What time should a puppy go to bed? ›

But in all honesty, there's no 'right time' for a puppy to go to sleep, as long as it's the same every night. While this may be the case, do note that your puppy will need, on average, around 8-10 hours of sleep per night.

Is a playpen better than a crate? ›

In general, crates work well during the night. You want your puppy to sleep then (not potter around) and confining him to a small space will make it likely that he wakes you up if he needs to go potty. During the day however, a puppy pen works best.

How often should you crate a puppy? ›

Ideally, a dog should not be crated more than an hour for every month of age at a time. That means that a 2 month old puppy should be taken out after 2 hours, while a 4 month old dog can stay crated up to 4 hours during the day.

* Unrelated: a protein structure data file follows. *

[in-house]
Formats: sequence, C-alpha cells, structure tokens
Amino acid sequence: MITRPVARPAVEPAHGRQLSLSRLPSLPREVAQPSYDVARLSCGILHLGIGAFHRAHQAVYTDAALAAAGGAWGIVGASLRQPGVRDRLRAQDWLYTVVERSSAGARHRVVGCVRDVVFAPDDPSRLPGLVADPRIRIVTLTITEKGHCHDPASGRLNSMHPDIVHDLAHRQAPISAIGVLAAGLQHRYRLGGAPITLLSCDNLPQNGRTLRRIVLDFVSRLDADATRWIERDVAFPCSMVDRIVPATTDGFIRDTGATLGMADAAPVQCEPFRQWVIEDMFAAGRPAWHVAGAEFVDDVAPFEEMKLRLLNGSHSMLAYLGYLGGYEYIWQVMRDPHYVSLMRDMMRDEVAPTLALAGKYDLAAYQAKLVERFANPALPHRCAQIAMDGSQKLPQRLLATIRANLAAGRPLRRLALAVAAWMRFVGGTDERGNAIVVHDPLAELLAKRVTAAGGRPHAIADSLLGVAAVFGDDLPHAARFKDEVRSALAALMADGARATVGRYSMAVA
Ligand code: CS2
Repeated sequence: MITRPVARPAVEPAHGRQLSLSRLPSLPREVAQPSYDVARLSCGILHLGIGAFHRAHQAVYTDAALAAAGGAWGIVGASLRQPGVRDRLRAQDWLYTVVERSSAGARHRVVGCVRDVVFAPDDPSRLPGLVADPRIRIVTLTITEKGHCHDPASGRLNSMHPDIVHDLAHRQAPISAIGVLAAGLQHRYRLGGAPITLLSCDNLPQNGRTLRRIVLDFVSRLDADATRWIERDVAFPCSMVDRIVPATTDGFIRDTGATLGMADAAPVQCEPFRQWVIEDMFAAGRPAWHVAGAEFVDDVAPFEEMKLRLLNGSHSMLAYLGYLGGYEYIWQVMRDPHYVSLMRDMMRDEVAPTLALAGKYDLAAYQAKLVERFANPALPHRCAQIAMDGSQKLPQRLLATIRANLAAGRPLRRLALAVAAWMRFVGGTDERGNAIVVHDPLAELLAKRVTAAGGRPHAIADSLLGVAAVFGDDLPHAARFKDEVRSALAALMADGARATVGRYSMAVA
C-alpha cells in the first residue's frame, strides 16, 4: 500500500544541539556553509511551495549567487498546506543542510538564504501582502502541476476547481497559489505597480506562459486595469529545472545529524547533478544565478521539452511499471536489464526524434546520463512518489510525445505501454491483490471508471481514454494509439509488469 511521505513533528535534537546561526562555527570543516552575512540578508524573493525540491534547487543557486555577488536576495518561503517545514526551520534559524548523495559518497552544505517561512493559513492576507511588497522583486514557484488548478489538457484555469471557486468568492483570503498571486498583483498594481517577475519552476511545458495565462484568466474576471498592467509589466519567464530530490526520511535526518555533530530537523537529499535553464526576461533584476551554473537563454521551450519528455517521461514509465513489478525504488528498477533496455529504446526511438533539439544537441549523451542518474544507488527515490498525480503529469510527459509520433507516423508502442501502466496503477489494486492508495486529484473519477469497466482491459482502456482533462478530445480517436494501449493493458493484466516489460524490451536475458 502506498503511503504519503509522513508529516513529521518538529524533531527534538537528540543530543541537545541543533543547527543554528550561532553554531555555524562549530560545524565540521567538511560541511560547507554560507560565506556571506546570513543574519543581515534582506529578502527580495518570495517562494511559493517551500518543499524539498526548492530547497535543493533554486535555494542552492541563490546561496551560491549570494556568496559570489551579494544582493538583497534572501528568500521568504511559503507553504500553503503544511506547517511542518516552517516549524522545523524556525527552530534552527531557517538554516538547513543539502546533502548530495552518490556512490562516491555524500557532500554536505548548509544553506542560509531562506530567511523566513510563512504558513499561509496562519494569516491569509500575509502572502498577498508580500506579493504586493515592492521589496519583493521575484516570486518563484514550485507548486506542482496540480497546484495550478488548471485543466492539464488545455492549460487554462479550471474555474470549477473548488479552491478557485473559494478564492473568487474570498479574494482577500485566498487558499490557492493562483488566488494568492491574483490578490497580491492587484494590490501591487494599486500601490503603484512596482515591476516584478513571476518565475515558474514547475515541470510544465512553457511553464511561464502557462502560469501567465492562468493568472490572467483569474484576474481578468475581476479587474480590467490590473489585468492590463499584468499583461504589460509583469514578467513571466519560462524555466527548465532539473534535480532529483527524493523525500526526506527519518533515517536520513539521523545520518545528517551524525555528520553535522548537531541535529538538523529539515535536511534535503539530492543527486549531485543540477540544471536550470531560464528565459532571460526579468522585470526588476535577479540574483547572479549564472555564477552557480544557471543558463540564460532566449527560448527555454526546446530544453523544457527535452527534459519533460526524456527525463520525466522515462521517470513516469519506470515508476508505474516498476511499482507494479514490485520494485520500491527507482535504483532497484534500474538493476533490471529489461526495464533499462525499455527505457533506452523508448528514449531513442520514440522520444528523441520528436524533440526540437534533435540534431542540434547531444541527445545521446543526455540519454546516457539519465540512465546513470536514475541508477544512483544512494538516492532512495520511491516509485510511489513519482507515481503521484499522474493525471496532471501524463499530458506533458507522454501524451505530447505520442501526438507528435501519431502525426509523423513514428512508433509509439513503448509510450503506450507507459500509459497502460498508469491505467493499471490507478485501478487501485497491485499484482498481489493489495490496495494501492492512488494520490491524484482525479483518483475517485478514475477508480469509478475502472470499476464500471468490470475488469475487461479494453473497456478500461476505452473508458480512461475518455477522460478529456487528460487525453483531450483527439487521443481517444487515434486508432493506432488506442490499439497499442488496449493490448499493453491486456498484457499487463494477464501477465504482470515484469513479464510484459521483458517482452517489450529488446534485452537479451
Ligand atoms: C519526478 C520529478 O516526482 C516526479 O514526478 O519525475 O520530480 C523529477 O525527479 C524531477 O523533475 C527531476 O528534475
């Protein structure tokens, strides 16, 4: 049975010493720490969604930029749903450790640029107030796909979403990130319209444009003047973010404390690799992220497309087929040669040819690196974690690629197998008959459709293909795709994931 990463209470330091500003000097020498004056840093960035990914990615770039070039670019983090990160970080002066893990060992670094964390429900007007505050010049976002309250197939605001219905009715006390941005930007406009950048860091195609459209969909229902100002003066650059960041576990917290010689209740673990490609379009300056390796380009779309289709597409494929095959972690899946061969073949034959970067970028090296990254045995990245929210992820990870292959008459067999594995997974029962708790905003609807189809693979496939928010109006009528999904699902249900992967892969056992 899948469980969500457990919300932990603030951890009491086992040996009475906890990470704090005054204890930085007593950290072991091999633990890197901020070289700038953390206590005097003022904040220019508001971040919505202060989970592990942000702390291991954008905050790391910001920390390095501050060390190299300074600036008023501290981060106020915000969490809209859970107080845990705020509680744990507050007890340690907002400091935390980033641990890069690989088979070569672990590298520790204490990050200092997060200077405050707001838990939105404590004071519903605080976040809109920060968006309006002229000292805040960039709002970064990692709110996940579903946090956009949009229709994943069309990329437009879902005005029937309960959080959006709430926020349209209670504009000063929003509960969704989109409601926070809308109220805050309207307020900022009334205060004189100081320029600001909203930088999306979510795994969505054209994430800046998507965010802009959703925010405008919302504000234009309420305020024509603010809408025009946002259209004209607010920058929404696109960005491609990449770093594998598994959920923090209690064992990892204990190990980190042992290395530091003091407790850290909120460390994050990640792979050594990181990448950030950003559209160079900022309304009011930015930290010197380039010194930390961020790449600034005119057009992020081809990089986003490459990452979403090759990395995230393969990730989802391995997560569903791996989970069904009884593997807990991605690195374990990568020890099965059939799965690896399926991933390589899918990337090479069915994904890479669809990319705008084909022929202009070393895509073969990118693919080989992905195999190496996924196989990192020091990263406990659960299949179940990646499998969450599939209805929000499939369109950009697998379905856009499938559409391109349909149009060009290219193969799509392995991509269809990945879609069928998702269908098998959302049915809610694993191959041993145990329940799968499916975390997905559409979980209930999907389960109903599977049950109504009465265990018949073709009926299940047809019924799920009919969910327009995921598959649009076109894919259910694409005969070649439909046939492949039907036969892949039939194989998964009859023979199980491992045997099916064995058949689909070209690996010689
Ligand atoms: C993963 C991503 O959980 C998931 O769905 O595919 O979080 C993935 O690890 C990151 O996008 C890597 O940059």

When should you stop using a dog crate? ›

You can usually stop closing your dog into your crate when they are around two years of age. Before then, they are usually more likely to get into trouble. It isn't until they mature fully that they are able to behave properly when not supervised. This is especially true for larger dogs, who tend to mature later.

Do puppies remember previous owners? ›

Most dogs do not simply forget about their previous owners when adopted by new ones, at least not immediately. The longer a dog lives with someone, the more attached they tend to become. Some dogs may seem a bit depressed at first when suddenly uprooted from their familiar surroundings.

Why do dogs lick you? ›

Licking is a natural and instinctive behaviour to dogs. For them it's a way of grooming, bonding, and expressing themselves. Your dog may lick you to say they love you, to get your attention, to help soothe themselves if they're stressed, to show empathy or because you taste good to them!

Why do dogs spin before they poop? ›